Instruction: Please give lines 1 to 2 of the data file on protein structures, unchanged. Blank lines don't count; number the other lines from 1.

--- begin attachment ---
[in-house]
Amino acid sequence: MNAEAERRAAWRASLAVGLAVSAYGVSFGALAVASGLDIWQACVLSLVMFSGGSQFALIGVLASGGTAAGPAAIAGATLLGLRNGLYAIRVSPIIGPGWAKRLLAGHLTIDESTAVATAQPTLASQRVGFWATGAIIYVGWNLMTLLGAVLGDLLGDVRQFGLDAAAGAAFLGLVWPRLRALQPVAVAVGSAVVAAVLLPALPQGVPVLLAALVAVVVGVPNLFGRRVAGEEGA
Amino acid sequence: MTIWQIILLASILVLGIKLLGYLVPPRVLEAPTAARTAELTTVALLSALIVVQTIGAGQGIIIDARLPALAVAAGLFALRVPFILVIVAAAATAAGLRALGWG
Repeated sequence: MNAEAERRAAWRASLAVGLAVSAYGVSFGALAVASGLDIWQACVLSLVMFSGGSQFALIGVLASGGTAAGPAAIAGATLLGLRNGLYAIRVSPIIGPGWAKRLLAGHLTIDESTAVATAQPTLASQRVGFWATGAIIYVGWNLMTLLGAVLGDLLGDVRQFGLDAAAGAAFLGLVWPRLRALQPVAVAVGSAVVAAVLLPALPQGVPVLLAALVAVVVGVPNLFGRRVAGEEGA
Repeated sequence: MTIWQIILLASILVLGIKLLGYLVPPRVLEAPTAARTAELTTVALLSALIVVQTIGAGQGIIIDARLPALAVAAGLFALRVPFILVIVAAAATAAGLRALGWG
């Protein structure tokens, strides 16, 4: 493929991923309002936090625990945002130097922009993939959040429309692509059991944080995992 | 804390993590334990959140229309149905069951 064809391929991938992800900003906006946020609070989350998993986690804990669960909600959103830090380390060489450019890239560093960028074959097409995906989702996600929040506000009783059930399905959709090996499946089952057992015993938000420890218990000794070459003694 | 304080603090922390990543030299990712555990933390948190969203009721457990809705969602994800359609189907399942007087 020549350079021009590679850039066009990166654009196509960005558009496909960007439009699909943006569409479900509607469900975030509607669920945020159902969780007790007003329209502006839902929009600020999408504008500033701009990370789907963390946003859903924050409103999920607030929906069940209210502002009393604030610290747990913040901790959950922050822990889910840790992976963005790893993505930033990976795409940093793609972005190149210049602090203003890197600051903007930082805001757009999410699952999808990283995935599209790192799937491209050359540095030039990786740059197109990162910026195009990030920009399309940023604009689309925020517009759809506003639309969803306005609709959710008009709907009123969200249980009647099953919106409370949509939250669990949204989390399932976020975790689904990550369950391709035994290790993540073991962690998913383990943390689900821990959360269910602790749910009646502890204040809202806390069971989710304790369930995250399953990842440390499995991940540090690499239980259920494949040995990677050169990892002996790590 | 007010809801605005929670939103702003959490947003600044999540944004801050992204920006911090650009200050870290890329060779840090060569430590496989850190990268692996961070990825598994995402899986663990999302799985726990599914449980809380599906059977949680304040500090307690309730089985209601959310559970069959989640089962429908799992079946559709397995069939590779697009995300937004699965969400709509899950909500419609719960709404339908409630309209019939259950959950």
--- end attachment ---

[in-house]
Amino acid sequence: MNAEAERRAAWRASLAVGLAVSAYGVSFGALAVASGLDIWQACVLSLVMFSGGSQFALIGVLASGGTAAGPAAIAGATLLGLRNGLYAIRVSPIIGPGWAKRLLAGHLTIDESTAVATAQPTLASQRVGFWATGAIIYVGWNLMTLLGAVLGDLLGDVRQFGLDAAAGAAFLGLVWPRLRALQPVAVAVGSAVVAAVLLPALPQGVPVLLAALVAVVVGVPNLFGRRVAGEEGA